Of course, that’s true. Like businesses everywhere, the Yankees sustainability record isn’t perfect.

But having having heard, first-hand, his commitment to make Yankee Stadium among the greenest in all professional sports, I can tell you this: even with the 2014 baseball season only several weeks old, Yankee VP Doug Behar is already a winner.

How is your favorite sports team doing on the sustainability front?  Check out NRDC’s Sports Greening Project.

——–

YOU ALSO MIGHT LIKE

Major League Baseball Announces Green Glove Award Winner

How One NFL Team Will Turn Food Waste Into Renewable Energy

——–

A meteorologist monitors weather in NOAA's Center for Weather and Climate Prediction on July 2, 2013 in Riverdale, Maryland. Mark Wilson / Getty Images

The Trump White House is now set to appoint two climate deniers to the National Oceanic and Atmospheric Administration (NOAA) in one month.

Read More Show Less

EcoWatch Daily Newsletter

A plastic bag caught in a tree in New Jersey's Palisades Park. James Leynse / Stone / Getty Images

New Jersey is one step closer to passing what environmental advocates say is the strongest anti-plastic legislation in the nation.

Read More Show Less

Trending

Speaker of the House Nancy Pelosi (D-CA) talks to reporters during her weekly news conference at the U.S. Capitol Visitors Center on Sept. 18, 2020 in Washington, DC. Chip Somodevilla / Getty Images

The House of Representatives passed a sweeping bill to boost clean energy while phasing out the use of coolants in air conditioners and refrigerators that are known pollutants and contribute to the climate crisis, as the AP reported.

Read More Show Less
Gov. Jay Inslee of Washington comforts Marsha Maus, 75, whose home was destroyed during California's deadly 2018 wildfires, on March 11, 2019 in Agoura Hills, California. Mel Melcon / Los Angeles Times / Getty Images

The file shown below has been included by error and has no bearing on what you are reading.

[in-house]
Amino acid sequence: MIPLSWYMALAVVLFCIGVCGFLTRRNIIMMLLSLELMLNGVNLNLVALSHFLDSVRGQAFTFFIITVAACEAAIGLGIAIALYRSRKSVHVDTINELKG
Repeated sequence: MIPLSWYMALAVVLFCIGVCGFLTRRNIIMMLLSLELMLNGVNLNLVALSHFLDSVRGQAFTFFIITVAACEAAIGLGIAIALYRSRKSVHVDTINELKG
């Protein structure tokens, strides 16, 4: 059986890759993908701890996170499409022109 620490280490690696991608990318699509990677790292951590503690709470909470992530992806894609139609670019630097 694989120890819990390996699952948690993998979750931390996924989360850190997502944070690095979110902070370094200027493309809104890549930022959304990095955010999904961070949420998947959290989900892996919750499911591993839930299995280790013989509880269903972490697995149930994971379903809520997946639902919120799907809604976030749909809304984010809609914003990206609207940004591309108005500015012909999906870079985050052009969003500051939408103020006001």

By Governor Jay Inslee

Climate Week this year coincides with clear skies in Washington state for the first time in almost two weeks.

In just a few days in early September, Washington state saw enough acres burned – more than 600,000 – to reach our second-worst fire season on record. Our worst fire season came only five years ago. Wildfires aren't new to the west, but their scope and danger today is unlike anything firefighters have seen. People up and down the West Coast – young and old, in rural areas and in cities – were choking on smoke for days on end, trapped in their homes.

Fires like these are becoming the norm, not the exception.

Read More Show Less
Four more years will be enough to cement in place Trump's anti-environmental policies and to make sure it's too late to really change course. Enrique Meseguer / Pixabay

By Bill McKibben

To understand the planetary importance of this autumn's presidential election, check the calendar. Voting ends on November 3—and by a fluke of timing, on the morning of November 4 the United States is scheduled to pull out of the Paris Agreement.

President Trump announced that we would abrogate our Paris commitments during a Rose Garden speech in 2017. But under the terms of the accords, it takes three years to formalize the withdrawal. So on Election Day it won't be just Americans watching: The people of the world will see whether the country that has poured more carbon into the atmosphere than any other over the course of history will become the only country that refuses to cooperate in the one international effort to do something about the climate crisis.

Read More Show Less

Support Ecowatch